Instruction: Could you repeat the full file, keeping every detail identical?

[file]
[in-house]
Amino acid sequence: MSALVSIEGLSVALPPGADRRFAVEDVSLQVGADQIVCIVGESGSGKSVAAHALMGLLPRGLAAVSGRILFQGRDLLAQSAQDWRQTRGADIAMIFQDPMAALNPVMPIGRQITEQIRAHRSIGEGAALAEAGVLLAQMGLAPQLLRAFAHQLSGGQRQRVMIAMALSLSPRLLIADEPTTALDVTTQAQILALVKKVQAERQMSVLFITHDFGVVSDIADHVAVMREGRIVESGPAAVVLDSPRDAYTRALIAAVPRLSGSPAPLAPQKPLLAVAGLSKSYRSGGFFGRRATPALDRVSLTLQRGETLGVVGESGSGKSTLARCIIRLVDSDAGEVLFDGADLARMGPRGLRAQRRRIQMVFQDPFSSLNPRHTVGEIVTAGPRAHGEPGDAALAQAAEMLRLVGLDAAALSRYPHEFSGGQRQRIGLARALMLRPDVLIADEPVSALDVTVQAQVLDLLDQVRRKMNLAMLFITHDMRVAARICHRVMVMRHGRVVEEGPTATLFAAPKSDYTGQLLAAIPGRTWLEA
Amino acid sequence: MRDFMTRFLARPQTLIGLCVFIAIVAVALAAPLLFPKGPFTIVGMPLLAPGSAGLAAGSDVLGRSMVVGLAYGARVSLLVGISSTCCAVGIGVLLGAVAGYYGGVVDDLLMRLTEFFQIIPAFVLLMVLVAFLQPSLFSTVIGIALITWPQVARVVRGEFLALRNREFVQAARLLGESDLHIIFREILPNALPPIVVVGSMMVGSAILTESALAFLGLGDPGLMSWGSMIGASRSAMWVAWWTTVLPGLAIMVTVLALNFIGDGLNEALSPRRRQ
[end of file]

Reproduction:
[in-house]
Amino acid sequence: MSALVSIEGLSVALPPGADRRFAVEDVSLQVGADQIVCIVGESGSGKSVAAHALMGLLPRGLAAVSGRILFQGRDLLAQSAQDWRQTRGADIAMIFQDPMAALNPVMPIGRQITEQIRAHRSIGEGAALAEAGVLLAQMGLAPQLLRAFAHQLSGGQRQRVMIAMALSLSPRLLIADEPTTALDVTTQAQILALVKKVQAERQMSVLFITHDFGVVSDIADHVAVMREGRIVESGPAAVVLDSPRDAYTRALIAAVPRLSGSPAPLAPQKPLLAVAGLSKSYRSGGFFGRRATPALDRVSLTLQRGETLGVVGESGSGKSTLARCIIRLVDSDAGEVLFDGADLARMGPRGLRAQRRRIQMVFQDPFSSLNPRHTVGEIVTAGPRAHGEPGDAALAQAAEMLRLVGLDAAALSRYPHEFSGGQRQRIGLARALMLRPDVLIADEPVSALDVTVQAQVLDLLDQVRRKMNLAMLFITHDMRVAARICHRVMVMRHGRVVEEGPTATLFAAPKSDYTGQLLAAIPGRTWLEA
Amino acid sequence: MRDFMTRFLARPQTLIGLCVFIAIVAVALAAPLLFPKGPFTIVGMPLLAPGSAGLAAGSDVLGRSMVVGLAYGARVSLLVGISSTCCAVGIGVLLGAVAGYYGGVVDDLLMRLTEFFQIIPAFVLLMVLVAFLQPSLFSTVIGIALITWPQVARVVRGEFLALRNREFVQAARLLGESDLHIIFREILPNALPPIVVVGSMMVGSAILTESALAFLGLGDPGLMSWGSMIGASRSAMWVAWWTTVLPGLAIMVTVLALNFIGDGLNEALSPRRRQ